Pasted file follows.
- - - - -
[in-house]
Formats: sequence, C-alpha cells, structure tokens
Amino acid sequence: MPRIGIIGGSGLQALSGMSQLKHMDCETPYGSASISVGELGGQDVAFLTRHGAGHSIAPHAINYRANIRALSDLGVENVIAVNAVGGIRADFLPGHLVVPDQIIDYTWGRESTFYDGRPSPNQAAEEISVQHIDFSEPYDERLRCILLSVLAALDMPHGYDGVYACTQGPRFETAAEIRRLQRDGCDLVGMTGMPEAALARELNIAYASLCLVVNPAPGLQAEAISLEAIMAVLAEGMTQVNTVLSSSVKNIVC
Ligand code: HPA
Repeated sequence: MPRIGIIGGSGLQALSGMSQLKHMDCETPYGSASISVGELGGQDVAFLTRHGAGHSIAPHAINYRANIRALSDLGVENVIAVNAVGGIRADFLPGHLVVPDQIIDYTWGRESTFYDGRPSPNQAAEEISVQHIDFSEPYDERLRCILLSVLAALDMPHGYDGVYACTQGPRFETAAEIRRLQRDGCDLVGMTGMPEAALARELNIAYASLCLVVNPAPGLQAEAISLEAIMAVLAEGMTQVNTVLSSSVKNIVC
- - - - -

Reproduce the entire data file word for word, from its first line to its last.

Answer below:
[in-house]
Formats: sequence, C-alpha cells, structure tokens
Amino acid sequence: MPRIGIIGGSGLQALSGMSQLKHMDCETPYGSASISVGELGGQDVAFLTRHGAGHSIAPHAINYRANIRALSDLGVENVIAVNAVGGIRADFLPGHLVVPDQIIDYTWGRESTFYDGRPSPNQAAEEISVQHIDFSEPYDERLRCILLSVLAALDMPHGYDGVYACTQGPRFETAAEIRRLQRDGCDLVGMTGMPEAALARELNIAYASLCLVVNPAPGLQAEAISLEAIMAVLAEGMTQVNTVLSSSVKNIVC
Ligand code: HPA
Repeated sequence: MPRIGIIGGSGLQALSGMSQLKHMDCETPYGSASISVGELGGQDVAFLTRHGAGHSIAPHAINYRANIRALSDLGVENVIAVNAVGGIRADFLPGHLVVPDQIIDYTWGRESTFYDGRPSPNQAAEEISVQHIDFSEPYDERLRCILLSVLAALDMPHGYDGVYACTQGPRFETAAEIRRLQRDGCDLVGMTGMPEAALARELNIAYASLCLVVNPAPGLQAEAISLEAIMAVLAEGMTQVNTVLSSSVKNIVC